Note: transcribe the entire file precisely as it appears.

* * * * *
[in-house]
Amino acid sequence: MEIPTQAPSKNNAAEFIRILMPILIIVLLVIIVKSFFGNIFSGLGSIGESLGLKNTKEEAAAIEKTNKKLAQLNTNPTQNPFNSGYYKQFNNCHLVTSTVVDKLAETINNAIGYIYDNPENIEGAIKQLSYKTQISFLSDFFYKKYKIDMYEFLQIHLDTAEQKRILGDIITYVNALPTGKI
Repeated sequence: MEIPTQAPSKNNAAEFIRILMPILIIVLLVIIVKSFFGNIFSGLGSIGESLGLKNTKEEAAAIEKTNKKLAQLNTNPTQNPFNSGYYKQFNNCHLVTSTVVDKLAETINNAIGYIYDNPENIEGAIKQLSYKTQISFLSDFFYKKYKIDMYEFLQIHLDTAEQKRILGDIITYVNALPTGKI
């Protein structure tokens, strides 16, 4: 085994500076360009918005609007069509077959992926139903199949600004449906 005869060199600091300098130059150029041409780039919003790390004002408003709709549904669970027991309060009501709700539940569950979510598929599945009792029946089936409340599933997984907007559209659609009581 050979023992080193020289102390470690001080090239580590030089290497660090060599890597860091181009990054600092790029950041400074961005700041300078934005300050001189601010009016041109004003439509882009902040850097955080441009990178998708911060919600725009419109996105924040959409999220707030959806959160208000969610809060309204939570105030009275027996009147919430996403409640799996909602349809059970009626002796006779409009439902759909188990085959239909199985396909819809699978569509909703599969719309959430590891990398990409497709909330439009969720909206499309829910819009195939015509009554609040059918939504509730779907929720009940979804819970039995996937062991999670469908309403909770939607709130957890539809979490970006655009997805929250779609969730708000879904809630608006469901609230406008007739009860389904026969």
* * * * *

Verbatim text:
[in-house]
Amino acid sequence: MEIPTQAPSKNNAAEFIRILMPILIIVLLVIIVKSFFGNIFSGLGSIGESLGLKNTKEEAAAIEKTNKKLAQLNTNPTQNPFNSGYYKQFNNCHLVTSTVVDKLAETINNAIGYIYDNPENIEGAIKQLSYKTQISFLSDFFYKKYKIDMYEFLQIHLDTAEQKRILGDIITYVNALPTGKI
Repeated sequence: MEIPTQAPSKNNAAEFIRILMPILIIVLLVIIVKSFFGNIFSGLGSIGESLGLKNTKEEAAAIEKTNKKLAQLNTNPTQNPFNSGYYKQFNNCHLVTSTVVDKLAETINNAIGYIYDNPENIEGAIKQLSYKTQISFLSDFFYKKYKIDMYEFLQIHLDTAEQKRILGDIITYVNALPTGKI
């Protein structure tokens, strides 16, 4: 085994500076360009918005609007069509077959992926139903199949600004449906 005869060199600091300098130059150029041409780039919003790390004002408003709709549904669970027991309060009501709700539940569950979510598929599945009792029946089936409340599933997984907007559209659609009581 050979023992080193020289102390470690001080090239580590030089290497660090060599890597860091181009990054600092790029950041400074961005700041300078934005300050001189601010009016041109004003439509882009902040850097955080441009990178998708911060919600725009419109996105924040959409999220707030959806959160208000969610809060309204939570105030009275027996009147919430996403409640799996909602349809059970009626002796006779409009439902759909188990085959239909199985396909819809699978569509909703599969719309959430590891990398990409497709909330439009969720909206499309829910819009195939015509009554609040059918939504509730779907929720009940979804819970039995996937062991999670469908309403909770939607709130957890539809979490970006655009997805929250779609969730708000879904809630608006469901609230406008007739009860389904026969």